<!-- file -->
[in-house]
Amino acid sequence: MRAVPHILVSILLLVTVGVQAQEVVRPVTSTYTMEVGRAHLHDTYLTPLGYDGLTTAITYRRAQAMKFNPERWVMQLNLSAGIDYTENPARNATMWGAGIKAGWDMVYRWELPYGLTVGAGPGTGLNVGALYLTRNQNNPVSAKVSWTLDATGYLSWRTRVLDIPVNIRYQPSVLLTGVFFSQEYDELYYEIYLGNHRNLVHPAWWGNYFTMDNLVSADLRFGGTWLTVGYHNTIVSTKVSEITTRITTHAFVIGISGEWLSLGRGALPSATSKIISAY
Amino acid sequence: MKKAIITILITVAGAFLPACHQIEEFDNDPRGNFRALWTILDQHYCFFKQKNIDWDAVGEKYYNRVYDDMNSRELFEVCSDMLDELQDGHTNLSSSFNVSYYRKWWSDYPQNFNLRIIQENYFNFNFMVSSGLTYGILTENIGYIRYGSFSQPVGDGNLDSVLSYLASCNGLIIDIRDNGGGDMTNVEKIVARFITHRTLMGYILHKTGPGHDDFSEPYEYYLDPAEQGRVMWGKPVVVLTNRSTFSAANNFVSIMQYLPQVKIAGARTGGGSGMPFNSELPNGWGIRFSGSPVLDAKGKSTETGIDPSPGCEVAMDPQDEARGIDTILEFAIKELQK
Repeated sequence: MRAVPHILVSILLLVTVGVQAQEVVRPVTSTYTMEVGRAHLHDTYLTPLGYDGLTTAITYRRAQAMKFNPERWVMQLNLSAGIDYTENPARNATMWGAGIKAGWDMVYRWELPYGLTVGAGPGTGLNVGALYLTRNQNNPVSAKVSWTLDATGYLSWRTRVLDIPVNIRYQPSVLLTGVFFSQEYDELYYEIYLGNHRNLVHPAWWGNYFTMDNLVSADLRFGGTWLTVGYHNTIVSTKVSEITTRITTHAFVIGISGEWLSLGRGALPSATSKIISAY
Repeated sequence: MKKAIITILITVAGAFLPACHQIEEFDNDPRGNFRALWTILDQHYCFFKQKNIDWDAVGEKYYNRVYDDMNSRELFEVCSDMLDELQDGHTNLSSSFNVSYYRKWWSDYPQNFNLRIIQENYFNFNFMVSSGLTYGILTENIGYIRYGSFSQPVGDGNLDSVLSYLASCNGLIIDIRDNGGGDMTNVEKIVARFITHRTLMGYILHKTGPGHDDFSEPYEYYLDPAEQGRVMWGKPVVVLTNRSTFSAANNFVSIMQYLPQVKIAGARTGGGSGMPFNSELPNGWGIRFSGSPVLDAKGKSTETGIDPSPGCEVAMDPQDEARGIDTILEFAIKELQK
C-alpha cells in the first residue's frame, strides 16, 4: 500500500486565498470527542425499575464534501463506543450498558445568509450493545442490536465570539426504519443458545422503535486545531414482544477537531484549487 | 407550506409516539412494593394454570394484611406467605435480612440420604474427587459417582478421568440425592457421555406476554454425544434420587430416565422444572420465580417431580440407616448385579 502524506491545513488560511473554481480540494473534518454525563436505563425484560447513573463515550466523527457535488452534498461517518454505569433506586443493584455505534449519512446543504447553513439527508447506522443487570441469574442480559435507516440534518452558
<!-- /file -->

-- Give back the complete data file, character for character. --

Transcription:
[in-house]
Amino acid sequence: MRAVPHILVSILLLVTVGVQAQEVVRPVTSTYTMEVGRAHLHDTYLTPLGYDGLTTAITYRRAQAMKFNPERWVMQLNLSAGIDYTENPARNATMWGAGIKAGWDMVYRWELPYGLTVGAGPGTGLNVGALYLTRNQNNPVSAKVSWTLDATGYLSWRTRVLDIPVNIRYQPSVLLTGVFFSQEYDELYYEIYLGNHRNLVHPAWWGNYFTMDNLVSADLRFGGTWLTVGYHNTIVSTKVSEITTRITTHAFVIGISGEWLSLGRGALPSATSKIISAY
Amino acid sequence: MKKAIITILITVAGAFLPACHQIEEFDNDPRGNFRALWTILDQHYCFFKQKNIDWDAVGEKYYNRVYDDMNSRELFEVCSDMLDELQDGHTNLSSSFNVSYYRKWWSDYPQNFNLRIIQENYFNFNFMVSSGLTYGILTENIGYIRYGSFSQPVGDGNLDSVLSYLASCNGLIIDIRDNGGGDMTNVEKIVARFITHRTLMGYILHKTGPGHDDFSEPYEYYLDPAEQGRVMWGKPVVVLTNRSTFSAANNFVSIMQYLPQVKIAGARTGGGSGMPFNSELPNGWGIRFSGSPVLDAKGKSTETGIDPSPGCEVAMDPQDEARGIDTILEFAIKELQK
Repeated sequence: MRAVPHILVSILLLVTVGVQAQEVVRPVTSTYTMEVGRAHLHDTYLTPLGYDGLTTAITYRRAQAMKFNPERWVMQLNLSAGIDYTENPARNATMWGAGIKAGWDMVYRWELPYGLTVGAGPGTGLNVGALYLTRNQNNPVSAKVSWTLDATGYLSWRTRVLDIPVNIRYQPSVLLTGVFFSQEYDELYYEIYLGNHRNLVHPAWWGNYFTMDNLVSADLRFGGTWLTVGYHNTIVSTKVSEITTRITTHAFVIGISGEWLSLGRGALPSATSKIISAY
Repeated sequence: MKKAIITILITVAGAFLPACHQIEEFDNDPRGNFRALWTILDQHYCFFKQKNIDWDAVGEKYYNRVYDDMNSRELFEVCSDMLDELQDGHTNLSSSFNVSYYRKWWSDYPQNFNLRIIQENYFNFNFMVSSGLTYGILTENIGYIRYGSFSQPVGDGNLDSVLSYLASCNGLIIDIRDNGGGDMTNVEKIVARFITHRTLMGYILHKTGPGHDDFSEPYEYYLDPAEQGRVMWGKPVVVLTNRSTFSAANNFVSIMQYLPQVKIAGARTGGGSGMPFNSELPNGWGIRFSGSPVLDAKGKSTETGIDPSPGCEVAMDPQDEARGIDTILEFAIKELQK
C-alpha cells in the first residue's frame, strides 16, 4: 500500500486565498470527542425499575464534501463506543450498558445568509450493545442490536465570539426504519443458545422503535486545531414482544477537531484549487 | 407550506409516539412494593394454570394484611406467605435480612440420604474427587459417582478421568440425592457421555406476554454425544434420587430416565422444572420465580417431580440407616448385579 502524506491545513488560511473554481480540494473534518454525563436505563425484560447513573463515550466523527457535488452534498461517518454505569433506586443493584455505534449519512446543504447553513439527508447506522443487570441469574442480559435507516440534518452558